Every business needs customers to survive. Owners typically spend a lot of time and energy trying to attract customers to their businesses and then keep them. They rarely asking whether those customers are actually desirable ones. But if you want your company to truly thrive, you may need to evaluate whether your customers are raising your business — or dragging it down. It may make financial sense to drop those that fall into the latter group.
Determining individual customer profitability should be your first step when considering which (if any) customers to drop. If your business systems track individual customer purchases and your accounting system has good cost accounting or decision support capabilities, this process will be simple. If you have cost data for individual products, but not at the customer level, you can manually "marry" product-specific purchase history with the cost data to determine individual customer value.
Even if you don't maintain cost data, you can sort the good from the bad by reviewing customer purchase volume and average sale price. Often, such data can be supplemented by general knowledge of the relative profitability of different products. Be sure that sales are net of any returns.
Don't ignore indirect costs. High marketing, handling, service or billing costs for individual customers or segments of customers can significantly affect their profitability even if they purchase high-margin products. If you use activity-based costing, your company will already have this information allocated accurately.
If you don't track individual customers, you can still generalize this analysis to customer segments or products. For instance, if the same distributor serves one group of customers, you can estimate the resources used to support that channel and their associated costs. Or, you can have individual departments track employees' time by customer or product for a specific period.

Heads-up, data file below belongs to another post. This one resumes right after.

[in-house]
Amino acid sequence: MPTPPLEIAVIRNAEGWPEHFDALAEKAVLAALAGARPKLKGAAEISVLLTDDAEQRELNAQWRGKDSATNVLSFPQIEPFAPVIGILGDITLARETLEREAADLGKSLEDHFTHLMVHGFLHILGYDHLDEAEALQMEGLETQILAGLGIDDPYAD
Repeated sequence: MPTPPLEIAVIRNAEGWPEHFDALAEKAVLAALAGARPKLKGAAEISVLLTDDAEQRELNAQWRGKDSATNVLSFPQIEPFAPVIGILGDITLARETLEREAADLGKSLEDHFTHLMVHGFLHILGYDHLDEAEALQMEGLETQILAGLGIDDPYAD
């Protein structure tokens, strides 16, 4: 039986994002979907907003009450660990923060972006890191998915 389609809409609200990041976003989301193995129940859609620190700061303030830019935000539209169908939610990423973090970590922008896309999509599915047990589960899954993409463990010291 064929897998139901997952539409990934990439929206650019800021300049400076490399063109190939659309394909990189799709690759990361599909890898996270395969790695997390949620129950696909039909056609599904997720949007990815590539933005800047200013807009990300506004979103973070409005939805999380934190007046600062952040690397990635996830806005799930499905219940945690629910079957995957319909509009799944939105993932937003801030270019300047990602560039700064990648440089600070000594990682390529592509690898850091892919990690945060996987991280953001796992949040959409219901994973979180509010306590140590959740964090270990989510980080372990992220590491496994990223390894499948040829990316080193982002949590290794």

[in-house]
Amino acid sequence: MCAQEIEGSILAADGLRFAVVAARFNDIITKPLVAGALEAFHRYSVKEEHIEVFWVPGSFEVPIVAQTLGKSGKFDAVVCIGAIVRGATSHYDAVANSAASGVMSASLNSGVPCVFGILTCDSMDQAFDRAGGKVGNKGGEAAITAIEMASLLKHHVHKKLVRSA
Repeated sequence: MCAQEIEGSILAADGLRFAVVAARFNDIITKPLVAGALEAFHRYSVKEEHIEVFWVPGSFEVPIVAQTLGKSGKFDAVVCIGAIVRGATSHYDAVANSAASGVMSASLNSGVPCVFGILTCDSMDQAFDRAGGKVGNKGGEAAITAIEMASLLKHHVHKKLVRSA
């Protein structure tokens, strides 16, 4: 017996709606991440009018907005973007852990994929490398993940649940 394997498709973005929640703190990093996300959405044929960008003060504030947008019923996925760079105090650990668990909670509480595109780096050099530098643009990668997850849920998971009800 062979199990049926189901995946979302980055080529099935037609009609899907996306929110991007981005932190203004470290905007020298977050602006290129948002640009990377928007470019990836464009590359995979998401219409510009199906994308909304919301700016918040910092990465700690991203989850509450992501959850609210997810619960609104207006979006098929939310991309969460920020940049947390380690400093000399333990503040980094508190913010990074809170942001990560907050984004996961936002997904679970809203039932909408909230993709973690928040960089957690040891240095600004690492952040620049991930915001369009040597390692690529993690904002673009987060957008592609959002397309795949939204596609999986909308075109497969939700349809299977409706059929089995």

After you've assigned profitability levels to each customer or group of customers, sort them by that level. For example, the A group would consist of highly profitable customers whose business you'd like to expand. The B group would be made up of customers who aren't extremely profitable, but who still positively contribute to your bottom line.
Last, but not least, the C group would include those customers who are dragging down your profitability. These are the customers you can't afford to keep because, for example, they're overdemanding and abusive to employees, expect special servicing or constantly request more time to pay invoices. In other words, they're in the "no longer profitable" category.
With the A group customers, your objective should be to grow your business relationship, because they're worth going the extra mile for. Spend time learning why they're your best customers. Identify what motivates them to buy your product or service, so you can continue to meet their needs. For example: Is it your products? Your level of service? Some other factor? Developing a good understanding of this group will help you not only build your relationship with these critical customers, but also target marketing efforts to attract other, similar customers.
Your B group customers may be OK, but, just by virtue of sitting in the middle, they can slide either way. There's a good chance that, with the right mix of product and marketing resources, some of them can be turned into A group customers. Try to identify those who have a lot in common with your best customers. Then focus your marketing efforts on them and track the results.
When it comes to the C group, spend a nominal amount of time to see if any of them might move up the ladder — it could be possible if you give them a lot of attention. It's more likely, though, that your C group customers simply aren't a good fit for your company.
Fortunately, "firing" your least desirable customers probably won't require you to call them and tell them to get lost. Just don't focus on them. Stop spending money by sending them emails or mailings. Also, tell your salespeople to stop calling on them, and don't offer any additional discounts. After a while, most of these customers will leave on their own.
It may seem counterintuitive to intentionally let go of customers. But as with any shrub or tree, by pruning and getting rid of deadwood, you'll create space for a healthier company to grow. You'll also be better able to focus on — and serve — your best and most profitable customers, ensuring that they'll continue to stay loyal to your business over time.
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